Horizon: What is the status of loan recovery?
SFK: The loans disbursed in 2013 are maturing now and their return rate is very good. Recovery of micro-loans is 99 per cent.
Horizon: Laptop distribution was also part of the youth programme; is it being revived as well?
SFK: Yes, it is being revived. Procurement of 100,000 laptops is in process and distribution on merit will start very soon. This laptop scheme has changed the life of many young educated people and in developing a country like Pakistan, such schemes are direly needed.
Horizon: What are other youth initiatives by this government?
SFK: We are supporting innovation through a national innovation award. The top 100 innovators would be given financial grants in two rounds of 50 each, they would be incubated and connected with investors, so that young people’s ideas could be converted into marketable products. Likewise, we are creating a digital youth hub, which is a mobile application for Prime Minister’s Youth Programme. We are also hunting sports talent. All the schemes mentioned earlier are being brought together in one mobile phone application. This will eventually be converted into a scholarship and job portion through which every child in Pakistan could access all the available opportunities through a mobile phone application.
Horizon: You have worked with both Mian Nawaz Sharif and Mian Shehbaz Sharif as prime ministers. How will you describe the experience?
SFK: When I started my career, Mian Nawaz Sharif was the prime minister. Unfortunately, I didn’t get to work with him in the cabinet. However, I was fortunate enough to witness the success we achieved under his leadership. He and his ministers performed marvelously and rid the country of energy crisis and terrorism. I’m proud to have seen this happening with my own eyes during those four years. Mian Nawaz Sharif’s presence, even now, is like a father figure in the party. He has rightfully been given the status of the party’s quaid, i.e. the leader, the guide. On the other hand, my first working experience with Mian Shehbaz Sharif was during the 2018 elections when I became part of the election cell in the party secretariat. He has a reputation for being a workaholic and a strict administrator, which I got to see for myself. He is famous for his “Shehbaz speed” and micro-level management. It was a very different kind of experience where we were always on the go. After the elections, we witnessed the persecution of our leadership by the PTI government. Shehbaz Sharif was the opposition leader and was incarcerated on corruption charges as well. I was the parliamentary secretary of the party while in opposition, so I had very close interaction with him. Currently, working as a special assistant to him, I report to him and also advise him on youth-related issues. Working with him is very fast-paced but he is very responsive to different ideas. His success in running the coalition government of PDM is a testament to his leadership skills in these tough times.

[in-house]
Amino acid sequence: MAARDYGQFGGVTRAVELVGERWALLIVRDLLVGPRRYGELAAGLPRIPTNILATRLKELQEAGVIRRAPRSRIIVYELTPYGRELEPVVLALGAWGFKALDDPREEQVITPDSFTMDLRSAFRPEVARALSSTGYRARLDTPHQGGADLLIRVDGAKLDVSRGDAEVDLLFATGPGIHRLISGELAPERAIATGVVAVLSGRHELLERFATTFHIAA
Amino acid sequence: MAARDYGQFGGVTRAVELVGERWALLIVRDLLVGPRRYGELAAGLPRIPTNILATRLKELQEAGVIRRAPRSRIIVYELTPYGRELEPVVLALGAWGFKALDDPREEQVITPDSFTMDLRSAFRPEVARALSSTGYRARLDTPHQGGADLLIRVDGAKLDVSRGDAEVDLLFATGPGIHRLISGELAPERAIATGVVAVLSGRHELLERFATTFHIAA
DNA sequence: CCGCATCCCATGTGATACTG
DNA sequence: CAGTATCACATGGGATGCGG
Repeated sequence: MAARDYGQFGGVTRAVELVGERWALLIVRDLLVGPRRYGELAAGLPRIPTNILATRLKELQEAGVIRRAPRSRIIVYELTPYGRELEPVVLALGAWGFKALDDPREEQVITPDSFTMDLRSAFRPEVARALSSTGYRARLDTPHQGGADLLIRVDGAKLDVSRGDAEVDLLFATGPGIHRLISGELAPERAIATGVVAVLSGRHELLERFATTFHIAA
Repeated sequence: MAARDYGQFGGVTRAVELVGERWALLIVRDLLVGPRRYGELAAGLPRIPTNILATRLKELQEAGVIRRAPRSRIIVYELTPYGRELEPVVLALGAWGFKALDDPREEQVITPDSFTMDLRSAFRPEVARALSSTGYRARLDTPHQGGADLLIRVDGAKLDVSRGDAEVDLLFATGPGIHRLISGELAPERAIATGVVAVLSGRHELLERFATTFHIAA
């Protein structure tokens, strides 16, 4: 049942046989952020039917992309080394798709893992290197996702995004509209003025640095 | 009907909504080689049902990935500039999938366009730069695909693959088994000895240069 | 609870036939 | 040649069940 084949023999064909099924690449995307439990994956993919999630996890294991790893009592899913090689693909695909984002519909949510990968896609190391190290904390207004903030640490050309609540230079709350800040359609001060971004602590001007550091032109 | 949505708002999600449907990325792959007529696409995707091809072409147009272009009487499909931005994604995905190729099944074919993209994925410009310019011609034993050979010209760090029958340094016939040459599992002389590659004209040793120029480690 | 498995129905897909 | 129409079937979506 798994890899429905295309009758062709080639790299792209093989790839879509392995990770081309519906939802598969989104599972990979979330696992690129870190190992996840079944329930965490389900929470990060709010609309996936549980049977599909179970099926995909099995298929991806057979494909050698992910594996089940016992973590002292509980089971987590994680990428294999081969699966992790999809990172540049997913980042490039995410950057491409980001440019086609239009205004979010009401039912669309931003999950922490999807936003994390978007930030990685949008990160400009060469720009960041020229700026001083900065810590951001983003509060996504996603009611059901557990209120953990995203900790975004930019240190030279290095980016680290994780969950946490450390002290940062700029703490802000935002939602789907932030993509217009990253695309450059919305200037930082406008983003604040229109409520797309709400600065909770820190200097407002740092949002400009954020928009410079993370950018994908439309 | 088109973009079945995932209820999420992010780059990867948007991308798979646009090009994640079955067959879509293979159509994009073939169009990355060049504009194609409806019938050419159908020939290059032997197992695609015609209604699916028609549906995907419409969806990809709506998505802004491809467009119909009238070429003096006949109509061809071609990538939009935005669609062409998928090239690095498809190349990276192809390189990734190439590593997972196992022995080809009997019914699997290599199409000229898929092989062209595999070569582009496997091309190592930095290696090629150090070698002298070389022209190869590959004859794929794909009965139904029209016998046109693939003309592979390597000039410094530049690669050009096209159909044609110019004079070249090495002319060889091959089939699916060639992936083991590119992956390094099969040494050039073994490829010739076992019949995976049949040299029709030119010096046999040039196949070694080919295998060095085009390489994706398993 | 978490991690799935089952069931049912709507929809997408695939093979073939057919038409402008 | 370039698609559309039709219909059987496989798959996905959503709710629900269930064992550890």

Horizon: On a lighter note, what do you like to eat, and do you also cook?
SFK: Life didn’t give me a chance to learn cooking. I was first busy with studies and then work. I can make some very basic things if necessary. When I was studying abroad, a few Pakistanis lived in my dorm. They cooked so well that I didn’t need to cook. My duty was on dishes, not cooking. As for my favourite food, I like all kinds of foods, especially home-cooked foods, like vegetables or meat curry with roti.
Horizon: Thank you very much once again for talking to us.